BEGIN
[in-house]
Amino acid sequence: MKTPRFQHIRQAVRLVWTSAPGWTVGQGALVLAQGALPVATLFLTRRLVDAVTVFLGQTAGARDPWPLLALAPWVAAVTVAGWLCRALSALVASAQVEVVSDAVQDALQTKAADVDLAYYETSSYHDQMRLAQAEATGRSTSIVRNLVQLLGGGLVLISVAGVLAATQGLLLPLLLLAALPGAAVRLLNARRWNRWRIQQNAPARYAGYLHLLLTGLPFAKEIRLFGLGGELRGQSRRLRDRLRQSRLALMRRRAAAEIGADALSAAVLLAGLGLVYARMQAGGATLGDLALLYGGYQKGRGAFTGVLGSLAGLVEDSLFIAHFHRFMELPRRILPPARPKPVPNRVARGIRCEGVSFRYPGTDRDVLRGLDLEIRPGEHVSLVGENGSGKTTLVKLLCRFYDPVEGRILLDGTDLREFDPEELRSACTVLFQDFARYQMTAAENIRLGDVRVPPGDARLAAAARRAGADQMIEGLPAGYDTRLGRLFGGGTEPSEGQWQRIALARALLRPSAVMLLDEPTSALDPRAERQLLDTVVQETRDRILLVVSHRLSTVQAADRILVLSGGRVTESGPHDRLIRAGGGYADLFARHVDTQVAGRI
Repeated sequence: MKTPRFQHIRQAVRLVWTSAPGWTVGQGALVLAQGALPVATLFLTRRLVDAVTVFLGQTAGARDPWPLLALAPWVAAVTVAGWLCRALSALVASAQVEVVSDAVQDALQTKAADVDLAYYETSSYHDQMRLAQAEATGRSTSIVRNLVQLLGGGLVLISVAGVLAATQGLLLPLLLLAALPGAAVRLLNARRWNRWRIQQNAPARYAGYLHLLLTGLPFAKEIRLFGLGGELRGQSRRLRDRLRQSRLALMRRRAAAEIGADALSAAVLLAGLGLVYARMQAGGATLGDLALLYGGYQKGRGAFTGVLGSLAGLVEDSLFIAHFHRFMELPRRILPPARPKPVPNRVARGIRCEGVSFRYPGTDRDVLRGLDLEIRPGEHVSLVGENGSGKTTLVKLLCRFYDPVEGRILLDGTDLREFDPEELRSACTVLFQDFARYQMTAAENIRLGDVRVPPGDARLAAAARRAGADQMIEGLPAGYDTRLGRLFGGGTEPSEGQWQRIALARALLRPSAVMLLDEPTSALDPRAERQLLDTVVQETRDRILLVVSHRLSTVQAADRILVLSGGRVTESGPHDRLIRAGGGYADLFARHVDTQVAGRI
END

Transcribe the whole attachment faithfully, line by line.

[in-house]
Amino acid sequence: MKTPRFQHIRQAVRLVWTSAPGWTVGQGALVLAQGALPVATLFLTRRLVDAVTVFLGQTAGARDPWPLLALAPWVAAVTVAGWLCRALSALVASAQVEVVSDAVQDALQTKAADVDLAYYETSSYHDQMRLAQAEATGRSTSIVRNLVQLLGGGLVLISVAGVLAATQGLLLPLLLLAALPGAAVRLLNARRWNRWRIQQNAPARYAGYLHLLLTGLPFAKEIRLFGLGGELRGQSRRLRDRLRQSRLALMRRRAAAEIGADALSAAVLLAGLGLVYARMQAGGATLGDLALLYGGYQKGRGAFTGVLGSLAGLVEDSLFIAHFHRFMELPRRILPPARPKPVPNRVARGIRCEGVSFRYPGTDRDVLRGLDLEIRPGEHVSLVGENGSGKTTLVKLLCRFYDPVEGRILLDGTDLREFDPEELRSACTVLFQDFARYQMTAAENIRLGDVRVPPGDARLAAAARRAGADQMIEGLPAGYDTRLGRLFGGGTEPSEGQWQRIALARALLRPSAVMLLDEPTSALDPRAERQLLDTVVQETRDRILLVVSHRLSTVQAADRILVLSGGRVTESGPHDRLIRAGGGYADLFARHVDTQVAGRI
Repeated sequence: MKTPRFQHIRQAVRLVWTSAPGWTVGQGALVLAQGALPVATLFLTRRLVDAVTVFLGQTAGARDPWPLLALAPWVAAVTVAGWLCRALSALVASAQVEVVSDAVQDALQTKAADVDLAYYETSSYHDQMRLAQAEATGRSTSIVRNLVQLLGGGLVLISVAGVLAATQGLLLPLLLLAALPGAAVRLLNARRWNRWRIQQNAPARYAGYLHLLLTGLPFAKEIRLFGLGGELRGQSRRLRDRLRQSRLALMRRRAAAEIGADALSAAVLLAGLGLVYARMQAGGATLGDLALLYGGYQKGRGAFTGVLGSLAGLVEDSLFIAHFHRFMELPRRILPPARPKPVPNRVARGIRCEGVSFRYPGTDRDVLRGLDLEIRPGEHVSLVGENGSGKTTLVKLLCRFYDPVEGRILLDGTDLREFDPEELRSACTVLFQDFARYQMTAAENIRLGDVRVPPGDARLAAAARRAGADQMIEGLPAGYDTRLGRLFGGGTEPSEGQWQRIALARALLRPSAVMLLDEPTSALDPRAERQLLDTVVQETRDRILLVVSHRLSTVQAADRILVLSGGRVTESGPHDRLIRAGGGYADLFARHVDTQVAGRI